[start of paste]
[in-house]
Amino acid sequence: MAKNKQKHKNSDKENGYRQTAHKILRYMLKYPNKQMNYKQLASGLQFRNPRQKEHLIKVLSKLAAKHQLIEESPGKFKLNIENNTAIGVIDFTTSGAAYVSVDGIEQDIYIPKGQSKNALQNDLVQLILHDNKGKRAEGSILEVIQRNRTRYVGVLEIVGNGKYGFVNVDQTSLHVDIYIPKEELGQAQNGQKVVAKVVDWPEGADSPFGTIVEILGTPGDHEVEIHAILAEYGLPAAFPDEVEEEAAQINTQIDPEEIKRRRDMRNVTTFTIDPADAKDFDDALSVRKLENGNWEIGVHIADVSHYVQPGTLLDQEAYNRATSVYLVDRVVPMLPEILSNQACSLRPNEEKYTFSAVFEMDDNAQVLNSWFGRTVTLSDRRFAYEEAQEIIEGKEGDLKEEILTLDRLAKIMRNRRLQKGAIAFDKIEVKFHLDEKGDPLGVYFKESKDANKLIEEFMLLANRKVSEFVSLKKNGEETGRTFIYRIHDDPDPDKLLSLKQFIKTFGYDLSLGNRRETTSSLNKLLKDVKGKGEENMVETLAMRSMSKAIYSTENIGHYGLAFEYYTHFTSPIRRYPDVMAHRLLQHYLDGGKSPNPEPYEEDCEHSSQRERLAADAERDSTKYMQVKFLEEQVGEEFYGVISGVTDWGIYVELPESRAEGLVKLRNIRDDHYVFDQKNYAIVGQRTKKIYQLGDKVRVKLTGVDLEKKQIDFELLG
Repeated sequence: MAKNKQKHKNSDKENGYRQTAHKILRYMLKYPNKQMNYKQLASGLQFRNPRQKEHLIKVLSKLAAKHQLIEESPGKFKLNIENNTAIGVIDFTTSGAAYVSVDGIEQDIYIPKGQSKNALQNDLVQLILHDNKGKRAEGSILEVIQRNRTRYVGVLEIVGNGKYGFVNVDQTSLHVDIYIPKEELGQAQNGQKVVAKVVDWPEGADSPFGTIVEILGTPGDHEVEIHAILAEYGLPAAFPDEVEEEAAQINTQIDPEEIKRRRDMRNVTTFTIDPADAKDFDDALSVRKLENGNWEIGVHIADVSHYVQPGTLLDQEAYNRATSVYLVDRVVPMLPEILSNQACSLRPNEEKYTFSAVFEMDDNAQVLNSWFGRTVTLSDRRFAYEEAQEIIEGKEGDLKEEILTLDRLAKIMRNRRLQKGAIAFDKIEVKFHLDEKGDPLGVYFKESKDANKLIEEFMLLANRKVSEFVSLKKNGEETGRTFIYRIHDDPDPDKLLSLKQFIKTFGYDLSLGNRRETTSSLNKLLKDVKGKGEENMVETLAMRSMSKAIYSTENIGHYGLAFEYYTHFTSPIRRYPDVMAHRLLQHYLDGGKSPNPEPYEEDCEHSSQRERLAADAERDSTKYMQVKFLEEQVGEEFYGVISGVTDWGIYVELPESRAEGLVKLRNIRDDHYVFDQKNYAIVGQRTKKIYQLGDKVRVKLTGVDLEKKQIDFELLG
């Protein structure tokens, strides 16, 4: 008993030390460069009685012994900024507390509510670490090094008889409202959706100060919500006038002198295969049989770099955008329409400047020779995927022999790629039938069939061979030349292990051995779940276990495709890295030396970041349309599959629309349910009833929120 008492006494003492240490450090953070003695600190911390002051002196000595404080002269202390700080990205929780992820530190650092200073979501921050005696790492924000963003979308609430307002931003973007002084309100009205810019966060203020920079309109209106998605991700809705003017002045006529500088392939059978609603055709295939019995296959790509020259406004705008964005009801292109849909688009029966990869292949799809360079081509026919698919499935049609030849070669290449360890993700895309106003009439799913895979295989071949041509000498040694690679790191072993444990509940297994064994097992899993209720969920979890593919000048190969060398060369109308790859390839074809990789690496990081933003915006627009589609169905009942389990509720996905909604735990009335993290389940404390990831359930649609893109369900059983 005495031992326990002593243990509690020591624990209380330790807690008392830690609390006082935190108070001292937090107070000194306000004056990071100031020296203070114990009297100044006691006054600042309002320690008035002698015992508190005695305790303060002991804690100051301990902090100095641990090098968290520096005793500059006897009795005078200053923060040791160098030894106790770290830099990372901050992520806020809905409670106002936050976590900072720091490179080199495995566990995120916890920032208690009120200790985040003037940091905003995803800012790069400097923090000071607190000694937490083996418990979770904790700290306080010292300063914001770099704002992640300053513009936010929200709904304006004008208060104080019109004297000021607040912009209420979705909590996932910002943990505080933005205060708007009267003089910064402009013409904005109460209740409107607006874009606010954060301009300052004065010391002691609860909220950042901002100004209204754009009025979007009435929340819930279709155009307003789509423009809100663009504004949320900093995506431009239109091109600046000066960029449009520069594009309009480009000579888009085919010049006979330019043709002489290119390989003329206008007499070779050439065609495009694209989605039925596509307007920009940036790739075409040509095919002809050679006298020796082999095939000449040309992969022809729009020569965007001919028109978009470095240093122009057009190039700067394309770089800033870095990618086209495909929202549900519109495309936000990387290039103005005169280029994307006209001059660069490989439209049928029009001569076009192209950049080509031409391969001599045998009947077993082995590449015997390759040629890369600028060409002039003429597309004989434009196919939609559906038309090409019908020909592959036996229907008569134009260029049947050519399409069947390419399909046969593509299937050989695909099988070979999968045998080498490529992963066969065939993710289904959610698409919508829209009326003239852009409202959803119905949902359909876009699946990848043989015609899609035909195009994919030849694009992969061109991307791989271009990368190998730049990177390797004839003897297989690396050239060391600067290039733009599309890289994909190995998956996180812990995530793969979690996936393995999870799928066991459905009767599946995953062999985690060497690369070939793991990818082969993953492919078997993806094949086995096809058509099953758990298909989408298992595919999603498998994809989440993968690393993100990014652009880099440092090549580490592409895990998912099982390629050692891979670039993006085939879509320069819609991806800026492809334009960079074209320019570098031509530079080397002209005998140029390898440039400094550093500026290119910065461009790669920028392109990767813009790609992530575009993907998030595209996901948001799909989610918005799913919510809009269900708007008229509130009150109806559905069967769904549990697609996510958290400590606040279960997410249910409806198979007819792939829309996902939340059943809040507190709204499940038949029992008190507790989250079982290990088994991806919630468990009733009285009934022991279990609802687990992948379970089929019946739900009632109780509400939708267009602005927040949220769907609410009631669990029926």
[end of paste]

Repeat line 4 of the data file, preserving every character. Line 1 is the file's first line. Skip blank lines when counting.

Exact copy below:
């Protein structure tokens, strides 16, 4: 008993030390460069009685012994900024507390509510670490090094008889409202959706100060919500006038002198295969049989770099955008329409400047020779995927022999790629039938069939061979030349292990051995779940276990495709890295030396970041349309599959629309349910009833929120 008492006494003492240490450090953070003695600190911390002051002196000595404080002269202390700080990205929780992820530190650092200073979501921050005696790492924000963003979308609430307002931003973007002084309100009205810019966060203020920079309109209106998605991700809705003017002045006529500088392939059978609603055709295939019995296959790509020259406004705008964005009801292109849909688009029966990869292949799809360079081509026919698919499935049609030849070669290449360890993700895309106003009439799913895979295989071949041509000498040694690679790191072993444990509940297994064994097992899993209720969920979890593919000048190969060398060369109308790859390839074809990789690496990081933003915006627009589609169905009942389990509720996905909604735990009335993290389940404390990831359930649609893109369900059983 005495031992326990002593243990509690020591624990209380330790807690008392830690609390006082935190108070001292937090107070000194306000004056990071100031020296203070114990009297100044006691006054600042309002320690008035002698015992508190005695305790303060002991804690100051301990902090100095641990090098968290520096005793500059006897009795005078200053923060040791160098030894106790770290830099990372901050992520806020809905409670106002936050976590900072720091490179080199495995566990995120916890920032208690009120200790985040003037940091905003995803800012790069400097923090000071607190000694937490083996418990979770904790700290306080010292300063914001770099704002992640300053513009936010929200709904304006004008208060104080019109004297000021607040912009209420979705909590996932910002943990505080933005205060708007009267003089910064402009013409904005109460209740409107607006874009606010954060301009300052004065010391002691609860909220950042901002100004209204754009009025979007009435929340819930279709155009307003789509423009809100663009504004949320900093995506431009239109091109600046000066960029449009520069594009309009480009000579888009085919010049006979330019043709002489290119390989003329206008007499070779050439065609495009694209989605039925596509307007920009940036790739075409040509095919002809050679006298020796082999095939000449040309992969022809729009020569965007001919028109978009470095240093122009057009190039700067394309770089800033870095990618086209495909929202549900519109495309936000990387290039103005005169280029994307006209001059660069490989439209049928029009001569076009192209950049080509031409391969001599045998009947077993082995590449015997390759040629890369600028060409002039003429597309004989434009196919939609559906038309090409019908020909592959036996229907008569134009260029049947050519399409069947390419399909046969593509299937050989695909099988070979999968045998080498490529992963066969065939993710289904959610698409919508829209009326003239852009409202959803119905949902359909876009699946990848043989015609899609035909195009994919030849694009992969061109991307791989271009990368190998730049990177390797004839003897297989690396050239060391600067290039733009599309890289994909190995998956996180812990995530793969979690996936393995999870799928066991459905009767599946995953062999985690060497690369070939793991990818082969993953492919078997993806094949086995096809058509099953758990298909989408298992595919999603498998994809989440993968690393993100990014652009880099440092090549580490592409895990998912099982390629050692891979670039993006085939879509320069819609991806800026492809334009960079074209320019570098031509530079080397002209005998140029390898440039400094550093500026290119910065461009790669920028392109990767813009790609992530575009993907998030595209996901948001799909989610918005799913919510809009269900708007008229509130009150109806559905069967769904549990697609996510958290400590606040279960997410249910409806198979007819792939829309996902939340059943809040507190709204499940038949029992008190507790989250079982290990088994991806919630468990009733009285009934022991279990609802687990992948379970089929019946739900009632109780509400939708267009602005927040949220769907609410009631669990029926």